Warren Buffett: When facts change, I change
Warren Buffett: When facts change, I change.
For several decades, Warren Buffett has been applying a value-based approach to investment that puts Berkshire Hathaway on the sixth largest position in the S&P 500 index. Warren Buffett is also the fourth wealthiest man in the world. And these are good reasons to pay attention to what he said on May 2 at the annual meeting of Berkshire Hathaway for five hours.
Buffett discussed for the first 60 minutes the mistakes that America had to correct in the last 244 years. Then Berkshire Hathaway CEO shared his extraordinary views on markets, economy, corporate governance and more. Warren Buffett raised topics that are of interest not only to fund investors, but also to investors around the world.
Here is a digest of his statements and interpretations of some events (based on Yahoo Finance materials).
This is a common motif of modern theory of money, as well as Alan Greenspan, an American economist and former chairman of the U.S. Federal Reserve, who once said: "The United States can pay off any debt they have, because we can always print money to do it. So the probability of default is zero."
Of course, if you just print the money to pay off the obligations, then there will be an acceleration of inflation.
Passive investment is not dead.
Despite the volatility in the stock market in recent months caused by the Coronavirus pandemic, Warren Buffett continued to protect index funds. These are mutual funds that track market indices, such as Standard Poor's 500.
"There's something special about index funds." These funds are a key component of his property planning. Buffet emphasized this by admitting that his widow will have 90% of the funds in the index funds. "I think it's better advice than what people usually get from people who are paid for advice." Buffet is against active stock selection strategies and again recommended investors to place their funds in a passively managed index fund. Among the advantages, Buffett pointed to the low commissions offered by index funds as well as profitable results. Therefore, investing in indices is a sensible way to invest.
It should be noted that owning a passively managed index fund, for example, oriented towards the S&P 500 index, does not imply that it will be a fixed set of shares. "50% of the S&P 500 companies may be replaced within the next 10 years," notes the Bank of America (Report 2017). The bank's strategists have seen a pattern of operating companies facing shorter life cycles. These processes are partly due to a complex combination of technological changes and economic shocks. Companies often miss opportunities to adapt or take advantage of changes. Therefore, fund managers are replacing shares in falling companies with shares in growing companies.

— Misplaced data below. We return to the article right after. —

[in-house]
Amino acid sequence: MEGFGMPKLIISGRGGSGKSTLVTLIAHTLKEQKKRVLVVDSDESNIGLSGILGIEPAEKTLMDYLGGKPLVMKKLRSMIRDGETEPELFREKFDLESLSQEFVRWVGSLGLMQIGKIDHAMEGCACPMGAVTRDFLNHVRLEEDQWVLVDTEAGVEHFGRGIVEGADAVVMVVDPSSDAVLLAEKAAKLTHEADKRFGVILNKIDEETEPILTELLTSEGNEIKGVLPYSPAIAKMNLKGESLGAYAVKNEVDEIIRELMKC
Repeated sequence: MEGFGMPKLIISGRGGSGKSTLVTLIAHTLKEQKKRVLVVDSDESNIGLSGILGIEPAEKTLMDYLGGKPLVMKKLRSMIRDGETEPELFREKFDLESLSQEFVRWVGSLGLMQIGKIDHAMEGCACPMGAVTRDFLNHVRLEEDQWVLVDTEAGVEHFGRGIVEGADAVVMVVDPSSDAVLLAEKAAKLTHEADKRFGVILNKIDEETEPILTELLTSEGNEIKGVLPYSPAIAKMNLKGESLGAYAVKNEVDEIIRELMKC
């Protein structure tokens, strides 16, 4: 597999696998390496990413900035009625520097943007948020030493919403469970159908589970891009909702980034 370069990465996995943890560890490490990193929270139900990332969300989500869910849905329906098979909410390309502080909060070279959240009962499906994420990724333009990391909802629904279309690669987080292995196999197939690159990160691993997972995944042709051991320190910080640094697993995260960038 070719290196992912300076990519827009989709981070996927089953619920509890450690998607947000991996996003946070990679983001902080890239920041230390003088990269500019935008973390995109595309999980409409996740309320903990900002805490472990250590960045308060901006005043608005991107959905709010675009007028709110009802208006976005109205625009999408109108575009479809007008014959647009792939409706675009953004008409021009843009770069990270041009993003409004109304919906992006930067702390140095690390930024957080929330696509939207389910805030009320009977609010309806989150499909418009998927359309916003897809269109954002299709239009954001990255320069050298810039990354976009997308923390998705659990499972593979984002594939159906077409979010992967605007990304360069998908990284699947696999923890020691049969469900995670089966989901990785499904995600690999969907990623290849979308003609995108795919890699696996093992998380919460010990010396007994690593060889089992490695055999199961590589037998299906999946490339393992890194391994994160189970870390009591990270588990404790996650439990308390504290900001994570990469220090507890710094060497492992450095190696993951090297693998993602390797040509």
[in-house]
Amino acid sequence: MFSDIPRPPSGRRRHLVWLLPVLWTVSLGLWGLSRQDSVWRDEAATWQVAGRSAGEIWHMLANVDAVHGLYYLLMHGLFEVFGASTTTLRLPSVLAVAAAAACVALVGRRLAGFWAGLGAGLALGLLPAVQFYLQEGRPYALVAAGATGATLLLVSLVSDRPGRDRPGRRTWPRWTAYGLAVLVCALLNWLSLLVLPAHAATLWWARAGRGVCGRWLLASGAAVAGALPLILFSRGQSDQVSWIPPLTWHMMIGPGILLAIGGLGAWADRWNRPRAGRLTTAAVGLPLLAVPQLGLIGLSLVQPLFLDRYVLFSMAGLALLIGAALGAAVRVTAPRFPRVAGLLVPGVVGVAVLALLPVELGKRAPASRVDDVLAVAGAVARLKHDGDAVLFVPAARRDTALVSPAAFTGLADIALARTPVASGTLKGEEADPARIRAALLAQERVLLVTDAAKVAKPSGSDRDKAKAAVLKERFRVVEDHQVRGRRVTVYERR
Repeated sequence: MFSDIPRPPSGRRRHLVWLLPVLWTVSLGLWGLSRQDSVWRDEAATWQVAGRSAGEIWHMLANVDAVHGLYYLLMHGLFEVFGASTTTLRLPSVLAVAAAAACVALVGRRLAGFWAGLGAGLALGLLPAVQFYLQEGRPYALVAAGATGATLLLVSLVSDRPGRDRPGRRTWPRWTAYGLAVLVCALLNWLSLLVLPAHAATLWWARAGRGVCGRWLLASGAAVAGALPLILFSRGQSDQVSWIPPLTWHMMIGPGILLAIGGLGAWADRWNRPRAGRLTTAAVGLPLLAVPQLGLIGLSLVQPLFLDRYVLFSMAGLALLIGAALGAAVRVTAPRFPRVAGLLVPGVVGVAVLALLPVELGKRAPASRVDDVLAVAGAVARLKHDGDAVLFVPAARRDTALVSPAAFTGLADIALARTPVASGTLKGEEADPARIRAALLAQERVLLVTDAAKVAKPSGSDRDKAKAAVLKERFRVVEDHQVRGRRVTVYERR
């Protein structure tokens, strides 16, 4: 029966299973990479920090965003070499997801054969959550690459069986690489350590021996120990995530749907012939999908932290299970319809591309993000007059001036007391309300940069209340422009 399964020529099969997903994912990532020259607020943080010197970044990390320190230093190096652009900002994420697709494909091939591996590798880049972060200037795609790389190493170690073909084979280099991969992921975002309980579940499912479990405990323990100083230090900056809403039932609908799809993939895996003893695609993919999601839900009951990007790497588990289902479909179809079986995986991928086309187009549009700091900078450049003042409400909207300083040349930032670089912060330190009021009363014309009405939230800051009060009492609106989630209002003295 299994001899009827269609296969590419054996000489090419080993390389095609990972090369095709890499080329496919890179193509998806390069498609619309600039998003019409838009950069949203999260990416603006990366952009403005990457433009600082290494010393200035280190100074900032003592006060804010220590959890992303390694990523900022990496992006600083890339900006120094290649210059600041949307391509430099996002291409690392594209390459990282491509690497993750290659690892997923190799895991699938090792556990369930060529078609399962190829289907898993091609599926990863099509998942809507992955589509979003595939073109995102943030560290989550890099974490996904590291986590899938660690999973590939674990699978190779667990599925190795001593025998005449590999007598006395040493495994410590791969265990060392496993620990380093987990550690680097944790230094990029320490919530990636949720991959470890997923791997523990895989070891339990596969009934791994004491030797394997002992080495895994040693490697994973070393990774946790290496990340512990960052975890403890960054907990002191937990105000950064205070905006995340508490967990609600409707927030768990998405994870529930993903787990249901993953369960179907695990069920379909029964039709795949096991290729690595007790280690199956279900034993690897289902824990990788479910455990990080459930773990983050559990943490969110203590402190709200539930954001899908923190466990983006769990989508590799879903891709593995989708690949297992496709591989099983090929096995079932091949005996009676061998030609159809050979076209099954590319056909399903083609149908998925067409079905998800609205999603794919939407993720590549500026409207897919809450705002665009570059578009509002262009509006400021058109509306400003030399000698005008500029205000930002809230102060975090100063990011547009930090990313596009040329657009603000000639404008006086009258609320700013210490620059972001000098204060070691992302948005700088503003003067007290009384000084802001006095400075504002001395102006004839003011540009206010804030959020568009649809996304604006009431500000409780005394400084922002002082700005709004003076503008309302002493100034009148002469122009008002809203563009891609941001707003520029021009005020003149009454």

If you follow the advice of a famous investor on investing in an ETF, which funds should be considered for purchase?
Buffet usually talks about an ETF on the S&P 500, representing a good cross-section of American business. Investors may also consider buying a S&P 500 ETF of equal weight. This means that each company is weighted equally, not by market capitalization, where technical titans are outweighed. ETFs on NASDAQ 100 here it is worth keeping in mind that Microsoft, Apple and Amazon are the three largest companies, which account for about 33% of the portfolio. ETF to the DJIA index. Thus, SPDR Dow Jones Industrial ETF invests in the index, which consists of 30 components. This is a weighted price, meaning that the largest component is Apple: 8.5% of the portfolio, as it trades at the highest price.
Impact of the Covid-19 situation
A veteran investor recognizes that when it is difficult to quantify risks, it is best to make a mistake while remaining on the conservative side.
Making mistakes and helping bad ideas is part of the process.
One of the most quoted and controversial points at the annual Berkshire Hathaway meeting was Warren Buffett's announcement that he had renounced his billions of dollars stake in four major U.S. airlines: Delta Air Lines, Southwest Airlines, American Airlines Group and United Airlines.
"The world has changed for airlines," he outlined the potential long-term impact of COVID-19. The future of airlines, according to Buffett, is not clear for the next two or three years.
This news has been mixed because Buffett is known for his principle of saying that his "favorite retention period is forever". Buffett said that buying shares in the airline "was my mistake". The price of the mistake is about $2 billion: the initial investment in these airlines was about $8 billion, sold for about $6.1 billion.
A successful investment is more than just buying the winners. It is also about selling humbly and disciplined when a mistake is made. "Dropping losers" is also part of an investor's strategy, teaches Buffett.